Act of Valor
When a mission to rescue a kidnapped CIA operative unexpectedly uncovers a chilling plot with potentially unimaginable consequences, a team of the most elite, highly-trained warriors in the modern world is dispatched on a top-secret operation.
© 2011 Relativity Media, LLC. All rights reserved.
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Real-life SEALs can't save poorly made, violent movie.
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Before this review starts, I have to get one thing clear: by no means do I have anything against the military. In fact, some of my closest friends are, in one way or another, associated with the military via being part of ROTC or having parents stationed. So, for me giving this film a negative review is not based on any hatred. It is due to my own thoughts of this as a war film. I think it is. With Act Of Valor, I am kind of tied in what this is meant to be. Part of me feels like this film is a propaganda film marketed at teenagers to get them to join the military. Another part feels like that this is meant to be somewhat of a documentary on what a typical day in the life of a navy SEAL is meant to be. Then you have the part that is suppose to be a tribute. From my perspective, only the first idea of what this film is appears to be accurate. Looking over what the makers of this film said, this movie featuring active SEALs is meant to be a tribute to all of those that are associated with the Navy. Watching this film, I don(TM)t see how this is a tribute. The main reason why is simple: this is not a tribute or war film. This is an action film like you would find in the 1980s. In fact, this film feels more like it is aimed at tribute those films then tribute the military. Here is my thing: if this is a military film, where are the parts that show the consequence of war? That is one factor that is constantly missing. With this being a look at the life of the military, you would expect them to add in the human factors of the film and give the complete picture. But just like any government, they only show what the public will want. So, on to the film itself, I will praise the production quality and look of this film. Honestly, I do like the idea having non-actors in the roles and using real ammo in the guns, making things as real as possible. While watching that, I will admit that I did feel pumped up and excited for what was going on. But then, there is no pay off. Yeah, people get hurt. But in terms of this film, do we really care? We are never given a chance to know any of the people, we don(TM)t really feel for any of them. They are just here to be pawns for the plot and that is that. This is a short review because you can(TM)t really review a film that focuses on action and not on the human element. Honestly, I had some high hopes for this film and the producers were given a giant opportunity here: present an accurate portrayal of war and what it is like to be in the military. You wonder why films like Apocalypse Now, Full Metal Jacket, Platoon, Paths of Glory, and The Hurt Locker are remembered, and that is due to them showing exactly what happens in war. This film is presented as such, but what we are left with is a film aimed at getting teenagers excited about the military, something of a weak tribute to army personal, and something of a let down for me. In all honesty, I actually expected something more. If you are a fan of action films and elements of Grind House war films, then you might like this. If you are interested in the military/ part of ROTC if you are in High School, then this film you need to add to your collection. But just remember: you are only getting what they want you to see. Not all there is.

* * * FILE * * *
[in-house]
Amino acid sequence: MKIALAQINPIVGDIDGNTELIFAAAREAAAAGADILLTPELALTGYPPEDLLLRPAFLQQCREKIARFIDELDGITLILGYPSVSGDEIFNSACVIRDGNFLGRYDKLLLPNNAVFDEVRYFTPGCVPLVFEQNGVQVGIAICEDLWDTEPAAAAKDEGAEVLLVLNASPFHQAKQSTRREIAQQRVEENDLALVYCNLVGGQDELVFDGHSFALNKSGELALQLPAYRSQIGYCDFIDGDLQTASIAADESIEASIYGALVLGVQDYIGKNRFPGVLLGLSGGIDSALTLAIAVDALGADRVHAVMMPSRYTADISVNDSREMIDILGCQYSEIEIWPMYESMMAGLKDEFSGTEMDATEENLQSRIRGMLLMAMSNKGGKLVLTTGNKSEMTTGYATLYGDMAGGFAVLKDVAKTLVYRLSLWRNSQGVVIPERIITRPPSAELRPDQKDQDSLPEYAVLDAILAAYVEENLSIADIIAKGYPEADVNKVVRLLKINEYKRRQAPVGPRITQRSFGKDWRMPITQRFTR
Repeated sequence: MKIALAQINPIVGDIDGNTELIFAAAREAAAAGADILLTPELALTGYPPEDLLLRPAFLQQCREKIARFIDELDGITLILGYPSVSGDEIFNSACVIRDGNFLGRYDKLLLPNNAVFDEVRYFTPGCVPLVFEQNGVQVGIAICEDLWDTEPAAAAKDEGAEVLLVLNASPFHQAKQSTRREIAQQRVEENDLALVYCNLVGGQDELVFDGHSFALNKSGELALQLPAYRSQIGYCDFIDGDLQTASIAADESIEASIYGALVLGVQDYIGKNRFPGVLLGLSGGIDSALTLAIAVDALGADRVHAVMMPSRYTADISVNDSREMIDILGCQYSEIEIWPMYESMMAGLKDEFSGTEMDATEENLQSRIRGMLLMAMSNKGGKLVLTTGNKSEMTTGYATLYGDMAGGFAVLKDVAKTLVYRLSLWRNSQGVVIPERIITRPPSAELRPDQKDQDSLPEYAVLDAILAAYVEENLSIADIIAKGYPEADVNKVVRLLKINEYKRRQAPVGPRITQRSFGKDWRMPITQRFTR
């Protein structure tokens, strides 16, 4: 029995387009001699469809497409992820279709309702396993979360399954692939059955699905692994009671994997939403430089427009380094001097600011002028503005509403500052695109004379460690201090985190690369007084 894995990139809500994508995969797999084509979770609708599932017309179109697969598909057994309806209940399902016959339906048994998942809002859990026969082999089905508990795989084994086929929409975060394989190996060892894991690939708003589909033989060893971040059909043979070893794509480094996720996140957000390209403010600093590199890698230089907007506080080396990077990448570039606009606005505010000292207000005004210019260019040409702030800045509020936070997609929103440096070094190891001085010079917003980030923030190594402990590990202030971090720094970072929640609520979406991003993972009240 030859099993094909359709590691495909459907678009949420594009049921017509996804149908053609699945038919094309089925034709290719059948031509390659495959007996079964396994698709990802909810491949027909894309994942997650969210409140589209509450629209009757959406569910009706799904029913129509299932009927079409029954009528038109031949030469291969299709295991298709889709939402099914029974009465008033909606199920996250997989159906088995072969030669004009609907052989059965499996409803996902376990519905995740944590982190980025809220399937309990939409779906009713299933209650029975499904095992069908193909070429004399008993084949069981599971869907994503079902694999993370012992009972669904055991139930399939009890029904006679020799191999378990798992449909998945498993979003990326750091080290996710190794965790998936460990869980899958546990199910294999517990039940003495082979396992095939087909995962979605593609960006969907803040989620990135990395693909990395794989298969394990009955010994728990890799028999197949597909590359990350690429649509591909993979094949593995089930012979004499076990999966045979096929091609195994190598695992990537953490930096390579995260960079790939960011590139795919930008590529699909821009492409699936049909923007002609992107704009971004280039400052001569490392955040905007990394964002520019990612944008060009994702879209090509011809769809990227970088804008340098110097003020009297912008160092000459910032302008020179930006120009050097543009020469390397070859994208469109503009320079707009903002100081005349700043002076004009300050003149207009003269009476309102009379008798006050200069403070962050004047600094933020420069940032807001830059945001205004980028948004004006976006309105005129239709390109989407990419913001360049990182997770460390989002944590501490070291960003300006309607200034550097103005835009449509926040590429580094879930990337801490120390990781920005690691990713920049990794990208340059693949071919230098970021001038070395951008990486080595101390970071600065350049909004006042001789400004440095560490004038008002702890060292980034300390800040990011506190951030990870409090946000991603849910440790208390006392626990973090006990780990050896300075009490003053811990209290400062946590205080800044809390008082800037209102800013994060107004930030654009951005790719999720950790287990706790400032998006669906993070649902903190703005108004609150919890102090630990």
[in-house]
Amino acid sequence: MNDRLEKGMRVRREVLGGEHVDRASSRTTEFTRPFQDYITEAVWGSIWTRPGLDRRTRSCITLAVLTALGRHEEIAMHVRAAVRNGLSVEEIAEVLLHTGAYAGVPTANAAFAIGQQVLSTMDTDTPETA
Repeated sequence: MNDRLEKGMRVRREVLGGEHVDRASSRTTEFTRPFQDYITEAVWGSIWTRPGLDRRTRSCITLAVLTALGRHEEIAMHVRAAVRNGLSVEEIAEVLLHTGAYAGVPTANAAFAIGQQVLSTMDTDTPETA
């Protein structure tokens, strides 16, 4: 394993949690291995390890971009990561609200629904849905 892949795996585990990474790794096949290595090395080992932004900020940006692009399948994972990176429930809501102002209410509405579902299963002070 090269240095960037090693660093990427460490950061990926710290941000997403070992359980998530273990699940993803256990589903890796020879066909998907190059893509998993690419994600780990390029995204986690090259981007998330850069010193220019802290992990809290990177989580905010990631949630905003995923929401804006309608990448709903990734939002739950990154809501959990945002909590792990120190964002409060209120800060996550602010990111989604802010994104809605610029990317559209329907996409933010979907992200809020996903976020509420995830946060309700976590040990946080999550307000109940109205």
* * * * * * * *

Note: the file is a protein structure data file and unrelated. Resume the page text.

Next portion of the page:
- fb100000257973100, Sunday, June 24, 2012
Act of Valor subverts expectations entirely. Unless for whatever reason you find, say, Braveheart lacking in dramatic depth, there is almost no resemblance to a video game born. Most of this is thanks to the opening twenty minutes, the crux of what sets the entire film apart from a fun-yet-shallow Jason Statham flick. There is a sweet, loving vibe in the film as we see the soldiers' care for their families at home, as well. This utter poignancy reappears during the film's finale, one of the most satisfyingly emotional conclusions in a war document since Clint Eastwood's Letters from Iwo Jima. The hour and a half in between is action, but we've been given enough drama to care about the characters, hence the thrilling success. The sound mixing, film editing, and (surprisingly stable) cinematography all increase the tenseness heavily.
- spielberg00, Thursday, November 1, 2012